A vanguard group of protestors had decided not to heed the NUS’s call to end the march at the designated finish and wonder quietly off to the after party at London School of Economics. It appears the assault on higher education had rightly angered some students far too much too simply leave the fight back against the cuts to the ineffective Union of Students and decided it was high time that some people stood up for themselves and took a stand against the ruining of the life prospects of future generations. When this group arrived at Millbank they found the place strangely devoid of Police considering the size of the protest and the Police’s record of heavily policing any demonstration in London. The group including both students and academic staff found it easy to gain access to the building and proceeded to occupy it with some heading to the roof via an emergency stairwell. It was not until well over an hour after this had began that I finally reached the site of what some in the press have dubbed, “the Battle of Millbank”. I arrived with some from the group revolution and a comrade from CS and found to my amazement thousands of students assembled in and around Millbank. I’m not sure what some journalists consider a minority but by my estimates the throng of people that stretched from the entrance right back to the bank of the Thames would not be classed as a minority. I made my way through the crowd to try to get as close to the front as possible to the tunes of, “What solution? Revolution”, and the ever popular, “Tory Scum”, being roared by the mass. Looking up something visceral burned inside me as I saw an anti cuts banner being hung and a red and black flag being waved on the roof of the bastion of Conservatism and it gave me hope that these cuts can be defeated and I reckon I was not alone in that feeling.
Riot police were now in attendance on the scene shield to shield and batons at the ready. The long arm of the law was once again not shy in its wielding of force and I witnessed a young woman being beaten back and was myself thrown around for being in the way of police reinforcements. These shows of state force were greeted by reciprocal force from the crowd. Placard sticks, eggs and a couple of bottles were launched in the direction of the police all doing rather little damage owing to the police being decked out in their modern suits of armour. Despite the at times aggressive atmosphere all around students were in full song raging against the cuts and despite the reports of the scene being a, “riot”, I felt it was never such a thing. The fire the students started was in fact a bonfire that found itself for a long time the centre of dancing to both the drum and bass blaring sound system and the samba band which both seemed to appear from nowhere. Above the students occupying the building rained down on to the crowd newspapers, toilet roll (unused) and fire extinguisher foam and continued to be greeted with cheers by the crowd below for their conquest.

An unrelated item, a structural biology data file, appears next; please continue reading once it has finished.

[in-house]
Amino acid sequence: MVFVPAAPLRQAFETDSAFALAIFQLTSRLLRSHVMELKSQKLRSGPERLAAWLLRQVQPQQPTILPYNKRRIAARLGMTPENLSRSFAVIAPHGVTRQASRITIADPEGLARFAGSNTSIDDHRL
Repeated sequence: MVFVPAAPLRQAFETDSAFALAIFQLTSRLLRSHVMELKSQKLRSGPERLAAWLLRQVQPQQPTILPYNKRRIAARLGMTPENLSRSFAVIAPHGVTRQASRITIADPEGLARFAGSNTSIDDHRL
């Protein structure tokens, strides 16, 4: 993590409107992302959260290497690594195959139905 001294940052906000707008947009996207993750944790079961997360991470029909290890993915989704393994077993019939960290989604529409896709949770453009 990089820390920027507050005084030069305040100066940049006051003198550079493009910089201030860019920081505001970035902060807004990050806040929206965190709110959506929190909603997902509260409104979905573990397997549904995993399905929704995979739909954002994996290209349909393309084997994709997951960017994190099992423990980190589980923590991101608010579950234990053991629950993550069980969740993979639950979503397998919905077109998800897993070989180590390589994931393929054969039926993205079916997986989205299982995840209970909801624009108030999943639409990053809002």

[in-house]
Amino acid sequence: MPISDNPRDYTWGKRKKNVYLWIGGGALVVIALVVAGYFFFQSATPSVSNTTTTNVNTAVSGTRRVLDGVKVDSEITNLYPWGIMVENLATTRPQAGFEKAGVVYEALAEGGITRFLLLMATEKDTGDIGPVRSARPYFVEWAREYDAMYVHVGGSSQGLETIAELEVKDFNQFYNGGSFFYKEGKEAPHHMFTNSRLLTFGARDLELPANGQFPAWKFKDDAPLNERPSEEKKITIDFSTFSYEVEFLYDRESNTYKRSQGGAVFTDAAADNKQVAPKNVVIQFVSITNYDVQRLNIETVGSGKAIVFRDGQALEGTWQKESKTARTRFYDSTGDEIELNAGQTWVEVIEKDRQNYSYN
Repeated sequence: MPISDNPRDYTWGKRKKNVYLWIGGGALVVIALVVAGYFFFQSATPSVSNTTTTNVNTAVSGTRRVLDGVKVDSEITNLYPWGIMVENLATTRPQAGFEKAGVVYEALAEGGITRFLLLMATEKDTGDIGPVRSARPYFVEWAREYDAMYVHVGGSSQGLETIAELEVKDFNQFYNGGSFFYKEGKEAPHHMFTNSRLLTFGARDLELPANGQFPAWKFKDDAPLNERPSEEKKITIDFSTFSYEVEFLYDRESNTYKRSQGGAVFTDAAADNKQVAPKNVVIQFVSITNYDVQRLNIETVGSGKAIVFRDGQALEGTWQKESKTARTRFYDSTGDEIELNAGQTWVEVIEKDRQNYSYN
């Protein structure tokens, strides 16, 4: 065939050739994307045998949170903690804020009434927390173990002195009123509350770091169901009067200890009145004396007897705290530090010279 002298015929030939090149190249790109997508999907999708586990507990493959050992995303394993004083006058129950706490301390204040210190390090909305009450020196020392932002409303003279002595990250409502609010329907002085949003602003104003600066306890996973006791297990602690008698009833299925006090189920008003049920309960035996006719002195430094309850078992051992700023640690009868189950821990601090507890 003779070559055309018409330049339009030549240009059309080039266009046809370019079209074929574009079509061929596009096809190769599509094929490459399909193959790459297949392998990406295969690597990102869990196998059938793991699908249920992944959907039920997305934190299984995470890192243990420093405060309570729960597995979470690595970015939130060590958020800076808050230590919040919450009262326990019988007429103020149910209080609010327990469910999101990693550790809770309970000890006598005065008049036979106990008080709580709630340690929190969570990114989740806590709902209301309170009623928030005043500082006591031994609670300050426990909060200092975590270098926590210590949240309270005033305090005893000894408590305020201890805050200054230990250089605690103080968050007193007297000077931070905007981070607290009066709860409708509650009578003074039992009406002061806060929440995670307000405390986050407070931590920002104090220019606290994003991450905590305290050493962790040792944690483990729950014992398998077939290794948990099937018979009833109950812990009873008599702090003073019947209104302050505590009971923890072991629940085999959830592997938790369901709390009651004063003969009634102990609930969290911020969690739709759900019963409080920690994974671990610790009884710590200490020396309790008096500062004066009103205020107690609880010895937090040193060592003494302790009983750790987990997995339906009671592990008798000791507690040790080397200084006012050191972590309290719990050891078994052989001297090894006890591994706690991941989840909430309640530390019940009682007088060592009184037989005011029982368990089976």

As the day wore on the crowd fizzled out as snatch squads arrested the protestors inside the building and many students outside had to leave to catch their coaches home, myself being one of them. But around 5 O’Clock from across the Thames I could still see sirens and the flickering of the bonfires dying flames and thought that what happened that day needed to be done. Despite most of the press trying to alienate the students as hooligans and thugs I imagine many of those who witnessed those scenes, be it in person, on the telly or in the papers, would have been inspired. Inspired that they do not have to take the attack on the public sector lying down and that they too can fight back. That they can organise , agitate and occupy whether in their workplace, on their campuses or on the streets. The message of the day was clear, “This is Just the Beginning”.
CS member David Isaacson snapped these photos at Millbank tower, where the Conservative Party office is located and which was occupied by thousands of students at yesterday’s massive demonstration against education cuts. Feel free to use these photos around the web, but please credit the photographer.